Friday, July 30, 2010

My fifteen minutes

During the train ride to Sunday's protest in Guangzhou, two reporters rode with us to interview Cecilie about her Cantonese teaching, her views on the language, etc. Because I happened to be there, I was interviewed as well. And, lo and behold, here I am in Tuesday's edition of The Hong Kong Economic Times:

I tried to ask the waiter at my favorite restaurant what it said, but he just laughed at me and asked for my autograph. So who knows? All I know is that I'm famous now, so I've got to work on my coke habit and endorsement deals.

Wednesday, July 28, 2010

Hot vegan (dumplings) OR How To Make Vegan Dim Sum and Amaze Your Wife

While I was off protesting on Sunday, my incredibly handsome husband did something totally out of character (to be honest, anything but working on philosophy papers and drinking coffee is out of character) - he attended a vegan dim sum cooking class. So when I finally stumbled home from the mainland on Monday afternoon, he offered to show off his new skills and make me dinner. I was understandably reluctant, with the Great Black Bean Fire of 2008 still fresh in my mind, but he was so excited it would've been cruel to deny him. So he popped into the kitchen while I hid in the office, surreptitiously wolfing crackers so I wouldn't starve.

BUT, to my surprise, the meal was excellent. The star of the meal was his vegetable dumplings. Here's a how-to guide.

Assemble the ingredients for the filling. Kelly used bok choy, mushrooms, and spring onions*:

Boil the bok choy for a few minutes until cooked through. While you're doing this, sauté the mushrooms in a dry pan until they release their moisture.

Once the bok choy is cooked, chop it finely and put it in cheesecloth (he actually used a laundry bag - the kind you buy for washing delicates) and squeeze the hell out of it to get it as dry as possible.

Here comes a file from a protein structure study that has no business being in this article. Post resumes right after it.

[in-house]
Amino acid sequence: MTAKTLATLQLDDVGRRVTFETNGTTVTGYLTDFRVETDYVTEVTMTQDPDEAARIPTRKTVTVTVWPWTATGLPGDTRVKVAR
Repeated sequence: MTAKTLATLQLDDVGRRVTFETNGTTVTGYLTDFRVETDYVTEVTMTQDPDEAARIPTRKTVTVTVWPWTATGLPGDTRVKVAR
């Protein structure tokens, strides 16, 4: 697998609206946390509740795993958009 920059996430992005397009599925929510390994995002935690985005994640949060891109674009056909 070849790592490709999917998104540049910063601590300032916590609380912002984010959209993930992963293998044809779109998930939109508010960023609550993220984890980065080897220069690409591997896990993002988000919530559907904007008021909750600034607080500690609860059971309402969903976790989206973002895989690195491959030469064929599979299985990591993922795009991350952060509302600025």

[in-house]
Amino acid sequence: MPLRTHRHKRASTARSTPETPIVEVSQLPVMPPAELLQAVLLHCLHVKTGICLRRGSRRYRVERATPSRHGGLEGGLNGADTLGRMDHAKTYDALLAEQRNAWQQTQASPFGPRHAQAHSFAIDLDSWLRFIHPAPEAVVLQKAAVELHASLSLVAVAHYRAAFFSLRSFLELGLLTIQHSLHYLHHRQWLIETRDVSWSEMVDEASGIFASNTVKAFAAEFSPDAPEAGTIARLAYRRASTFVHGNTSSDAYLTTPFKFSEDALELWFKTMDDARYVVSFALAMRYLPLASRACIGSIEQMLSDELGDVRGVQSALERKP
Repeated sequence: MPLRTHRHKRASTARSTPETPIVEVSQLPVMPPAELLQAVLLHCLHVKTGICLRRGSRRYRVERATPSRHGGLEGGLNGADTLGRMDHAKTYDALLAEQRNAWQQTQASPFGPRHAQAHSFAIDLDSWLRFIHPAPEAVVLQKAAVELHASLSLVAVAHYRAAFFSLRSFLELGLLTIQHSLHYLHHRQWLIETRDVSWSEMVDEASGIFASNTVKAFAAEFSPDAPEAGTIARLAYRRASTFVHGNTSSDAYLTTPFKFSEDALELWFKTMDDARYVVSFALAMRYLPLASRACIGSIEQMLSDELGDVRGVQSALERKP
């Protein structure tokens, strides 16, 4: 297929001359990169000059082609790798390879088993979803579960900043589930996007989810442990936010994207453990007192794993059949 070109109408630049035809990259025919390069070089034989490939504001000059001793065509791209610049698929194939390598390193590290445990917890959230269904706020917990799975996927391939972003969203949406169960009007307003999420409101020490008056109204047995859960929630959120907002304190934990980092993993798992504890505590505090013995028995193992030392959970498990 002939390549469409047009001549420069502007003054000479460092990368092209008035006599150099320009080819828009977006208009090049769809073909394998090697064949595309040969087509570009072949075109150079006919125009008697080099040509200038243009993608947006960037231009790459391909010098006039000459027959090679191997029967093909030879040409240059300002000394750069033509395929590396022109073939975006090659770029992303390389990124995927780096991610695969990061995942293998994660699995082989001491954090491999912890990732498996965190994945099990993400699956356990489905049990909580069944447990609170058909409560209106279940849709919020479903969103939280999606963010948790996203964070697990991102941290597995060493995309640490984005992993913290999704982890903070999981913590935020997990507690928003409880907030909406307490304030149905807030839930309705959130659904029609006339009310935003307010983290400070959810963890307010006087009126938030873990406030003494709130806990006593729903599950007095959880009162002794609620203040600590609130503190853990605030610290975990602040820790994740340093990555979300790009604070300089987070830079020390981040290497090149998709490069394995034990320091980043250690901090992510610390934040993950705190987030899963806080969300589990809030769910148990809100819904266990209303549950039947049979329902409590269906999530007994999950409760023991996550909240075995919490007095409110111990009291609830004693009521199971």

Your dry bok choy will look something like this:

Assemble all of your ingredients, then begin filling your dumplings (the dumpling wrappers are fairly simple to make, but they're also really cheap so it's just easier to buy them).

Kelly set up an assembly line on the living room floor so he could make dumplings while he watched "True Blood." I wished I'd swept the floor this week. Or month. Or since we moved in. Whatever.

Once the dumplings are assembled, pop them in the rice cooker to steam for a few minutes.

And then you're done!

He served them with a dipping sauce comprised of soy sauce, vinegar, garlic, and a drop of sesame oil, and a scallion pancake that involved so much kneading, rolling, and clouds of flour floating around the apartment that I can't bring myself to write about it.


* Next time, I think I'd throw in some ginger to give it a little bite.

Venice Hotel

I've stayed at several mainland hotels (and posted lots of photos), but the Venice Hotel in Guangzhou has got to be one of my favorites. Cozy and surreal, with heat and A/C that actually work, and lots of other things that don't, it's consistently China.

My room:

The street outside:

The channel I got on my TV:

View from my window of the psychedelic neighboring building, which will surely be torn down soon to make room for yet another blue-glass-fronted soulless skyscraper (colours slightly enhanced, but only slightly):

And because it's a "business hotel", they have important information for the busy man on the go:

and are able to bend the time/space continuum.

Tuesday, July 27, 2010

I say tomato, the government says get a room

If there's anything I like better than being for something, it's being against something, so when I heard about the protest going on in Guangzhou on Sunday I immediately headed for the mainland.